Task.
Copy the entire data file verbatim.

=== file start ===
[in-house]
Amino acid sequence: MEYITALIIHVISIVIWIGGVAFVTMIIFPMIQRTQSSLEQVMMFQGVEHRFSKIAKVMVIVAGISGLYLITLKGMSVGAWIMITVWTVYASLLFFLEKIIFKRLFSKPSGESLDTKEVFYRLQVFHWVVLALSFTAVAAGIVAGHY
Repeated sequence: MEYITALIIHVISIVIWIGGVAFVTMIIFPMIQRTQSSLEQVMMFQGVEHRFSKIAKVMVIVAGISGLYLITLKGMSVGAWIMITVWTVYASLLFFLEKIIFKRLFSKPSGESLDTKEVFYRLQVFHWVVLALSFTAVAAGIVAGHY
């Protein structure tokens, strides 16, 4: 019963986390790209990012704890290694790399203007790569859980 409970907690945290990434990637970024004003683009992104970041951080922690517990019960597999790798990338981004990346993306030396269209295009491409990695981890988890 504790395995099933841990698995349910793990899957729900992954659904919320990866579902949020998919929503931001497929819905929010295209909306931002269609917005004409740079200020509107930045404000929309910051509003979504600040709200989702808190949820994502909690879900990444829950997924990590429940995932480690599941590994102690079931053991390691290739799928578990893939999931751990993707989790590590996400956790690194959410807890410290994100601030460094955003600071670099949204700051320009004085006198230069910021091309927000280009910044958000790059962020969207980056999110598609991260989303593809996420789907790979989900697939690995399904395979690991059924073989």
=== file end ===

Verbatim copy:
[in-house]
Amino acid sequence: MEYITALIIHVISIVIWIGGVAFVTMIIFPMIQRTQSSLEQVMMFQGVEHRFSKIAKVMVIVAGISGLYLITLKGMSVGAWIMITVWTVYASLLFFLEKIIFKRLFSKPSGESLDTKEVFYRLQVFHWVVLALSFTAVAAGIVAGHY
Repeated sequence: MEYITALIIHVISIVIWIGGVAFVTMIIFPMIQRTQSSLEQVMMFQGVEHRFSKIAKVMVIVAGISGLYLITLKGMSVGAWIMITVWTVYASLLFFLEKIIFKRLFSKPSGESLDTKEVFYRLQVFHWVVLALSFTAVAAGIVAGHY
């Protein structure tokens, strides 16, 4: 019963986390790209990012704890290694790399203007790569859980 409970907690945290990434990637970024004003683009992104970041951080922690517990019960597999790798990338981004990346993306030396269209295009491409990695981890988890 504790395995099933841990698995349910793990899957729900992954659904919320990866579902949020998919929503931001497929819905929010295209909306931002269609917005004409740079200020509107930045404000929309910051509003979504600040709200989702808190949820994502909690879900990444829950997924990590429940995932480690599941590994102690079931053991390691290739799928578990893939999931751990993707989790590590996400956790690194959410807890410290994100601030460094955003600071670099949204700051320009004085006198230069910021091309927000280009910044958000790059962020969207980056999110598609991260989303593809996420789907790979989900697939690995399904395979690991059924073989």